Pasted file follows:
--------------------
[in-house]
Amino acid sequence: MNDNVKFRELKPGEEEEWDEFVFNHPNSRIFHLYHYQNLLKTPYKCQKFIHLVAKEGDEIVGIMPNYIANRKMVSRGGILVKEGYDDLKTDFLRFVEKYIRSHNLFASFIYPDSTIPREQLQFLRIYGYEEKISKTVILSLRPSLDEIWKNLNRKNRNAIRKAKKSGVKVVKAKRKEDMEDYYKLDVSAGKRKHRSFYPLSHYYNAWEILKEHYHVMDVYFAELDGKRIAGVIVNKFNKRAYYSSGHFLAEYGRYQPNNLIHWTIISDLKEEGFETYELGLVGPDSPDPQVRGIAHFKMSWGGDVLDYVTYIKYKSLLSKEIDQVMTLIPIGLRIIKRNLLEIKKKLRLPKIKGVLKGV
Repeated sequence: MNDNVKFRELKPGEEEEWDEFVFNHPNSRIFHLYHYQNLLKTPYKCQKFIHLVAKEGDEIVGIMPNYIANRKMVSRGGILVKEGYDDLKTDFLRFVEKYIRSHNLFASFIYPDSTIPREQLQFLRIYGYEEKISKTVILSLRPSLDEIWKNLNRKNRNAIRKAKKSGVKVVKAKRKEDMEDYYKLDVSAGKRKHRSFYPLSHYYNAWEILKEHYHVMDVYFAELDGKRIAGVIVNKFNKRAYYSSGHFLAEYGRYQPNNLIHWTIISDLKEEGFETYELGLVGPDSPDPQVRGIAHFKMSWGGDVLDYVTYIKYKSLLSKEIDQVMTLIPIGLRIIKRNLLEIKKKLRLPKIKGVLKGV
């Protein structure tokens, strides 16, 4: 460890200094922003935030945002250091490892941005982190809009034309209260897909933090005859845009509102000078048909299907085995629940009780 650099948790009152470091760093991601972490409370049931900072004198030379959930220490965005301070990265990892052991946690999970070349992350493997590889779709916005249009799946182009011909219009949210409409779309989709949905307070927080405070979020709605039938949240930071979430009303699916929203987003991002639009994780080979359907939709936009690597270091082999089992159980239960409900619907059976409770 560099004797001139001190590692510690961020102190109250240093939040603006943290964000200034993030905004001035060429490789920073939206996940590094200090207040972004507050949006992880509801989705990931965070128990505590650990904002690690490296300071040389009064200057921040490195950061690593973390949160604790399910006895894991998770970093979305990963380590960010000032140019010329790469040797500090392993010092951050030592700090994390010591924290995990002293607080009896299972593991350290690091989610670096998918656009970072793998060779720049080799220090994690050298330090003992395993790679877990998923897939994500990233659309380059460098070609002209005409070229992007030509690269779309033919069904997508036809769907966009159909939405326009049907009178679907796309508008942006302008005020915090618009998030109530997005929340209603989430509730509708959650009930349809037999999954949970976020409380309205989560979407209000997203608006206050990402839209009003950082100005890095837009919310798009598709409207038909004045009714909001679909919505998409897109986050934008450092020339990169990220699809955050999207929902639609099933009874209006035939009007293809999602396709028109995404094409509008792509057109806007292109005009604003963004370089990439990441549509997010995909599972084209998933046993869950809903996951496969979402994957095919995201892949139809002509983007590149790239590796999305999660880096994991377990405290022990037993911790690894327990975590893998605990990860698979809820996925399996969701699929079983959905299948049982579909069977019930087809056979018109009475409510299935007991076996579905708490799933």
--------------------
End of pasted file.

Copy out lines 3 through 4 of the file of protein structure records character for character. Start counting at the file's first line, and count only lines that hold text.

Repeated sequence: MNDNVKFRELKPGEEEEWDEFVFNHPNSRIFHLYHYQNLLKTPYKCQKFIHLVAKEGDEIVGIMPNYIANRKMVSRGGILVKEGYDDLKTDFLRFVEKYIRSHNLFASFIYPDSTIPREQLQFLRIYGYEEKISKTVILSLRPSLDEIWKNLNRKNRNAIRKAKKSGVKVVKAKRKEDMEDYYKLDVSAGKRKHRSFYPLSHYYNAWEILKEHYHVMDVYFAELDGKRIAGVIVNKFNKRAYYSSGHFLAEYGRYQPNNLIHWTIISDLKEEGFETYELGLVGPDSPDPQVRGIAHFKMSWGGDVLDYVTYIKYKSLLSKEIDQVMTLIPIGLRIIKRNLLEIKKKLRLPKIKGVLKGV
């Protein structure tokens, strides 16, 4: 460890200094922003935030945002250091490892941005982190809009034309209260897909933090005859845009509102000078048909299907085995629940009780 650099948790009152470091760093991601972490409370049931900072004198030379959930220490965005301070990265990892052991946690999970070349992350493997590889779709916005249009799946182009011909219009949210409409779309989709949905307070927080405070979020709605039938949240930071979430009303699916929203987003991002639009994780080979359907939709936009690597270091082999089992159980239960409900619907059976409770 560099004797001139001190590692510690961020102190109250240093939040603006943290964000200034993030905004001035060429490789920073939206996940590094200090207040972004507050949006992880509801989705990931965070128990505590650990904002690690490296300071040389009064200057921040490195950061690593973390949160604790399910006895894991998770970093979305990963380590960010000032140019010329790469040797500090392993010092951050030592700090994390010591924290995990002293607080009896299972593991350290690091989610670096998918656009970072793998060779720049080799220090994690050298330090003992395993790679877990998923897939994500990233659309380059460098070609002209005409070229992007030509690269779309033919069904997508036809769907966009159909939405326009049907009178679907796309508008942006302008005020915090618009998030109530997005929340209603989430509730509708959650009930349809037999999954949970976020409380309205989560979407209000997203608006206050990402839209009003950082100005890095837009919310798009598709409207038909004045009714909001679909919505998409897109986050934008450092020339990169990220699809955050999207929902639609099933009874209006035939009007293809999602396709028109995404094409509008792509057109806007292109005009604003963004370089990439990441549509997010995909599972084209998933046993869950809903996951496969979402994957095919995201892949139809002509983007590149790239590796999305999660880096994991377990405290022990037993911790690894327990975590893998605990990860698979809820996925399996969701699929079983959905299948049982579909069977019930087809056979018109009475409510299935007991076996579905708490799933």